Health Guide
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Intermittent claudication

What is it?

Intermittent claudication (klaw-di-KA-shun) is pain of your hip or leg, especially while walking. This pain usually goes away with rest.


Intermittent claudication is caused by poor circulation. There are many things that can affect your circulation. Atherosclerosis (narrowing of the arteries from fatty deposits) is one of the most common causes of intermittent claudication. Smoking can worsen circulation and also worsen intermittent claudication symptoms. Some medicines can worsen circulation, including birth control pills. Smoking and using the birth control pill together will increase the chances of causing circulation problems.

Signs and Symptoms:

A pain or ache in your leg muscles after walking a certain distance is common with intermittent claudication. If only one extremity is involved, it will be cooler to the touch and have a different color than the extremity with good circulation. The pulses may be weak and hard to find in the affected extremity. Because of poor circulation, wounds take longer to heal. Infections are more common if you have intermittent claudication. If untreated, intermittent claudication can get worse and cause gangrene. If a clot forms, intermittent claudication can very quickly become an emergency.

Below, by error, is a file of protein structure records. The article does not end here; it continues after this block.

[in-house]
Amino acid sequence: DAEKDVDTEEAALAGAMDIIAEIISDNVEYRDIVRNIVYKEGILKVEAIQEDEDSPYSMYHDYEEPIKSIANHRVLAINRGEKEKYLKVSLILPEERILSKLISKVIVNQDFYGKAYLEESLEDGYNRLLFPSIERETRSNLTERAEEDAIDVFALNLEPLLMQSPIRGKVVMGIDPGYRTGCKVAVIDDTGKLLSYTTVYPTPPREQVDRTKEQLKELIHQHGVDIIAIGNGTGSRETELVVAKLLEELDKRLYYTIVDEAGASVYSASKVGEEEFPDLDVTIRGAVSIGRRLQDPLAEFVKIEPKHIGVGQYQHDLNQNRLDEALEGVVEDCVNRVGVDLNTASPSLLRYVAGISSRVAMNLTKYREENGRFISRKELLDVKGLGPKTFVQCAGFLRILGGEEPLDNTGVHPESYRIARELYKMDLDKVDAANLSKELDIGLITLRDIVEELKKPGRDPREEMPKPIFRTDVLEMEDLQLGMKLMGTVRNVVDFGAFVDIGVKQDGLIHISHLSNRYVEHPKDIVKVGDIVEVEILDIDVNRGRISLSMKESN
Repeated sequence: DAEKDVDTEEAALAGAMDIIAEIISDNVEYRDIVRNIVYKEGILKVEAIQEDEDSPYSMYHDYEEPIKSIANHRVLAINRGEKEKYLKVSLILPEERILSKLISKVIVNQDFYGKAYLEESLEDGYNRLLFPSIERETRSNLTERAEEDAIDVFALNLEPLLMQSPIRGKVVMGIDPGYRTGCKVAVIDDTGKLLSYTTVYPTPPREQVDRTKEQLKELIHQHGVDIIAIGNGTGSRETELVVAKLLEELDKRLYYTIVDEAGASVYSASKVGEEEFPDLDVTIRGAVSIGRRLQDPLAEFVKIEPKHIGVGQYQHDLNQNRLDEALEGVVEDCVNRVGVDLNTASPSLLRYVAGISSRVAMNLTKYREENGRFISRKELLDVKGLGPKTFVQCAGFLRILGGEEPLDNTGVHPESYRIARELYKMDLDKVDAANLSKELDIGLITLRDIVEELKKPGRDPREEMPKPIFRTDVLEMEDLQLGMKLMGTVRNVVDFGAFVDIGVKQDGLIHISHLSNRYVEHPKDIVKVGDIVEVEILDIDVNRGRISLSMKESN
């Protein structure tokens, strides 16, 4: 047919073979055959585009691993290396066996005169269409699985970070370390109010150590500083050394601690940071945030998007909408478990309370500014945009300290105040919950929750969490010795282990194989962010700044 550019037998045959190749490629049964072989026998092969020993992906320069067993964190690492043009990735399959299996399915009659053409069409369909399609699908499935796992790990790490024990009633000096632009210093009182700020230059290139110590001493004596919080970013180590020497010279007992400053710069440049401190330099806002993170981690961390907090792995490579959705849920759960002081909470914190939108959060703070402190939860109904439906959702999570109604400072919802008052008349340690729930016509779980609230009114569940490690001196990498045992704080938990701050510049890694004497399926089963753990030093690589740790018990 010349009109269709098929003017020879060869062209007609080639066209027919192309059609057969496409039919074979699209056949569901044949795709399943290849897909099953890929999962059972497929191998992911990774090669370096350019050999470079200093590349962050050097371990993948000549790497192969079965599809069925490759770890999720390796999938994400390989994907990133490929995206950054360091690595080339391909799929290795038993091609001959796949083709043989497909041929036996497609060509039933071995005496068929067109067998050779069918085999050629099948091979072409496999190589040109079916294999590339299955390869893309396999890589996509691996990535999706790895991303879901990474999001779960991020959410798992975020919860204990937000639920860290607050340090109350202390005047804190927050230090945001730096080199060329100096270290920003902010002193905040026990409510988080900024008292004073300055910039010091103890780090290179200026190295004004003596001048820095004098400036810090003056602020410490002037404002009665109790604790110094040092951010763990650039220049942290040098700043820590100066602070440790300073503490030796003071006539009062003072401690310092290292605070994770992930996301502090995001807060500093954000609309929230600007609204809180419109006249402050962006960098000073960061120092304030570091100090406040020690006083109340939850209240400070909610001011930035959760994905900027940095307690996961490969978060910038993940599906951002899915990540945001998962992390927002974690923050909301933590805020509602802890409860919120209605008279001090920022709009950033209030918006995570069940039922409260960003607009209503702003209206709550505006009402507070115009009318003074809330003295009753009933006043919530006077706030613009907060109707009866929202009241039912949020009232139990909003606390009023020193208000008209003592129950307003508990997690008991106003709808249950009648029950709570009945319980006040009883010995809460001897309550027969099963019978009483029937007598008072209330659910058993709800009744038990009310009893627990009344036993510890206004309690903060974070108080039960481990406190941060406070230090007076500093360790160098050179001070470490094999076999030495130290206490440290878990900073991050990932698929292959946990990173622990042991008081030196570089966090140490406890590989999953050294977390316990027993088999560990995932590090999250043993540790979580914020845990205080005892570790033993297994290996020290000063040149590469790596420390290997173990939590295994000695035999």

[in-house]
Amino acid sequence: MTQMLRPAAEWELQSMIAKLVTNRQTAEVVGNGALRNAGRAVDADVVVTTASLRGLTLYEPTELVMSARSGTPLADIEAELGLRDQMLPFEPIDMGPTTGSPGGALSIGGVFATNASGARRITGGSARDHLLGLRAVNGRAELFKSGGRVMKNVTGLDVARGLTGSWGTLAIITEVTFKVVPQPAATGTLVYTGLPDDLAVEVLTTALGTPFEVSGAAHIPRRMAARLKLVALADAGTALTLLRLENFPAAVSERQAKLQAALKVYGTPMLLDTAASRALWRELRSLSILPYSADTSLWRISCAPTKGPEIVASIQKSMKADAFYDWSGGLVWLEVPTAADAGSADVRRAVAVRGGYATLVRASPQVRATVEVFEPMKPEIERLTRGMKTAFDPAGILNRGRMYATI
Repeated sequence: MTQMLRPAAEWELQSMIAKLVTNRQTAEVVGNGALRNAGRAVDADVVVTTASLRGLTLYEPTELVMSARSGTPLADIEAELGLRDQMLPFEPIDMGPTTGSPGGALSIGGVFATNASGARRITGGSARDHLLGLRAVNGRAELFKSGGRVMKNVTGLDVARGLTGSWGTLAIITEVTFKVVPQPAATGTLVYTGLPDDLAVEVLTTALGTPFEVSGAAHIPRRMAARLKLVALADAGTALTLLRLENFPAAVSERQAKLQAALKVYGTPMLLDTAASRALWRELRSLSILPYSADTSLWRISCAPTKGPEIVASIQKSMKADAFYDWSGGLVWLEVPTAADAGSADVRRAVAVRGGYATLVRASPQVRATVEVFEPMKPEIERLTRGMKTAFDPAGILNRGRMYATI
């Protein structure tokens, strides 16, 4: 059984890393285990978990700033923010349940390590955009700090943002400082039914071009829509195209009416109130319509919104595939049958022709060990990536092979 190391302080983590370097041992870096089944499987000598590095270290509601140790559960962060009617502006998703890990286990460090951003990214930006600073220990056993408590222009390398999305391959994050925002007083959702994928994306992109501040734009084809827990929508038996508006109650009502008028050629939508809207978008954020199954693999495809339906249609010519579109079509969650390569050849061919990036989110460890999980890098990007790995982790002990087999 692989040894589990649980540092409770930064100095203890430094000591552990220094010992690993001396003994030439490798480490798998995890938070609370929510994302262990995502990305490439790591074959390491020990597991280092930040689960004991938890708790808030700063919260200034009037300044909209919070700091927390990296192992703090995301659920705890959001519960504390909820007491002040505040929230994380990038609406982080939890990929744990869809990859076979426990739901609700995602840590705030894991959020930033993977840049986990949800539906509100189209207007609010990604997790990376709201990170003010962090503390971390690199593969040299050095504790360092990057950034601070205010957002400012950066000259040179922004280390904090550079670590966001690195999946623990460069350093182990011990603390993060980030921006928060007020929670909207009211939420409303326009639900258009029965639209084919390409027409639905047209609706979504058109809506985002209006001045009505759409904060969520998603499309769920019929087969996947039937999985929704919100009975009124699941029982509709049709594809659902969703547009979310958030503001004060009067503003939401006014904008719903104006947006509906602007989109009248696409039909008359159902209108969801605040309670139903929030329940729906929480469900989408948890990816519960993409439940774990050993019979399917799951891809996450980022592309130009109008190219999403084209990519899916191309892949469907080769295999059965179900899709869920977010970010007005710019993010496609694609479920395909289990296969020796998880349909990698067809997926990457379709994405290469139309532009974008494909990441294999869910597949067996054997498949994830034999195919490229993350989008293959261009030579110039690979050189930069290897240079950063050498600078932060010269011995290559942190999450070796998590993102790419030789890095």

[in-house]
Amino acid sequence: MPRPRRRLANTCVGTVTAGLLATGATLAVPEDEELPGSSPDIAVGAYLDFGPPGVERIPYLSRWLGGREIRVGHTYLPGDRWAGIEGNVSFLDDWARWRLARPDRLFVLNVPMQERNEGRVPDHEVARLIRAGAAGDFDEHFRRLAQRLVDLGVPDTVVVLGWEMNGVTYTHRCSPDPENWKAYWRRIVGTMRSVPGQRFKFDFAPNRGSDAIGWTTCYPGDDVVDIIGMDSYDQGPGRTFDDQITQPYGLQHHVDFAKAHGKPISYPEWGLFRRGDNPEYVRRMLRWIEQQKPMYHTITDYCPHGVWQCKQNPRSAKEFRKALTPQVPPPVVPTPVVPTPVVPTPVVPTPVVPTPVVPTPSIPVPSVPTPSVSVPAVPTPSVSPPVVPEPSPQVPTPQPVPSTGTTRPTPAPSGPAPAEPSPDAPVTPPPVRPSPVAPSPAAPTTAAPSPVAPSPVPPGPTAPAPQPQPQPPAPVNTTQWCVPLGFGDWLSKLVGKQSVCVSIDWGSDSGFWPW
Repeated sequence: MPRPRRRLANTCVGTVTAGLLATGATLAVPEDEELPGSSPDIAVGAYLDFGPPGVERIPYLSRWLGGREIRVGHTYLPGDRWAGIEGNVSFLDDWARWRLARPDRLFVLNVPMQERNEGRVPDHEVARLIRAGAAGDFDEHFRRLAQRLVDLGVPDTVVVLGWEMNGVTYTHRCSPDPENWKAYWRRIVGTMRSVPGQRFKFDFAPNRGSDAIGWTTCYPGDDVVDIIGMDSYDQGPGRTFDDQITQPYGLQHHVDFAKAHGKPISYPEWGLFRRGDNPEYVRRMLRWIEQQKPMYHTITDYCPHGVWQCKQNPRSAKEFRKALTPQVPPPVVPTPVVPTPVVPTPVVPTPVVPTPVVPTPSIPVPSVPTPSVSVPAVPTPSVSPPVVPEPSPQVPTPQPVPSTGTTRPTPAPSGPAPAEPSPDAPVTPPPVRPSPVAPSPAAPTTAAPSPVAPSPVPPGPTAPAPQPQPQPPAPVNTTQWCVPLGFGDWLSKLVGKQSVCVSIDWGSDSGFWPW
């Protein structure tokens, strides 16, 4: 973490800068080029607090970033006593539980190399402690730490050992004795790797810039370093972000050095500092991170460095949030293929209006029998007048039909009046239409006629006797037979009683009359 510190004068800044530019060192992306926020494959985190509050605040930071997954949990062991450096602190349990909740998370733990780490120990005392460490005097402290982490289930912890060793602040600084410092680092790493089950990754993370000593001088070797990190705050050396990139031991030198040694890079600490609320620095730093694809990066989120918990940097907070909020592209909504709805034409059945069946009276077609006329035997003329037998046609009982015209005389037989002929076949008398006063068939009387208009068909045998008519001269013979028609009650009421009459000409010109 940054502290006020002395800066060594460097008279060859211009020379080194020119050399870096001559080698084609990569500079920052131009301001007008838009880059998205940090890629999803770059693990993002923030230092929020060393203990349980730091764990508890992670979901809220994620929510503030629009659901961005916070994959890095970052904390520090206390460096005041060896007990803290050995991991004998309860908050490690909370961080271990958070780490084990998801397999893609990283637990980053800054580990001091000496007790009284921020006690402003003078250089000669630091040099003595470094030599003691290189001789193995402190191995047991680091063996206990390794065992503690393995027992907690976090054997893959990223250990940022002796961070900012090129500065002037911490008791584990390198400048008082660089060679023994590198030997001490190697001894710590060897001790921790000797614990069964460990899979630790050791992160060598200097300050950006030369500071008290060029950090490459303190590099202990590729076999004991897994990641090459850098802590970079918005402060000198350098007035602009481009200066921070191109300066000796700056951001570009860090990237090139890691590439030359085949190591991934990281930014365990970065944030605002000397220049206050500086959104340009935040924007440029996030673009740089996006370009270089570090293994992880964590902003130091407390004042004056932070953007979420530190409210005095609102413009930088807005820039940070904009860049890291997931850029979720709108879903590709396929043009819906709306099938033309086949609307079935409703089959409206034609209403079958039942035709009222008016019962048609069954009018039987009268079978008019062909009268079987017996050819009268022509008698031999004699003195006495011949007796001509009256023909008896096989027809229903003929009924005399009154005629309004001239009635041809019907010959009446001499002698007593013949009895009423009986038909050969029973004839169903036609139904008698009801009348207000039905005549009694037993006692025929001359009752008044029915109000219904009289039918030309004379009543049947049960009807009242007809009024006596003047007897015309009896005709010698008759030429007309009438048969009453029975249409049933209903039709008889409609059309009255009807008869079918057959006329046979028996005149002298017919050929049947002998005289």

Wellness Recommendations:

Medical Care:

Your caregiver will examine you and compare the blood pressure in the affected limb with that of the unaffected limb. A test called a NIVA (non invasive vascular angiogram) or an angiogram may be done to learn about the blockage. You may need medicine or surgery to treat intermittent claudication.

Dietary Measures:

Herbs and Supplements:

Before taking any herbs or supplements, ask your caregiver if it is OK. Talk to your caregiver about how much you should take. If you are using this medicine without instructions from your caregiver, follow the directions on the label. Do not take more medicine or take it more often than the directions tell you to. The herbs and supplements listed may or may not help treat your condition.




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Last Updated: 9/15/2016

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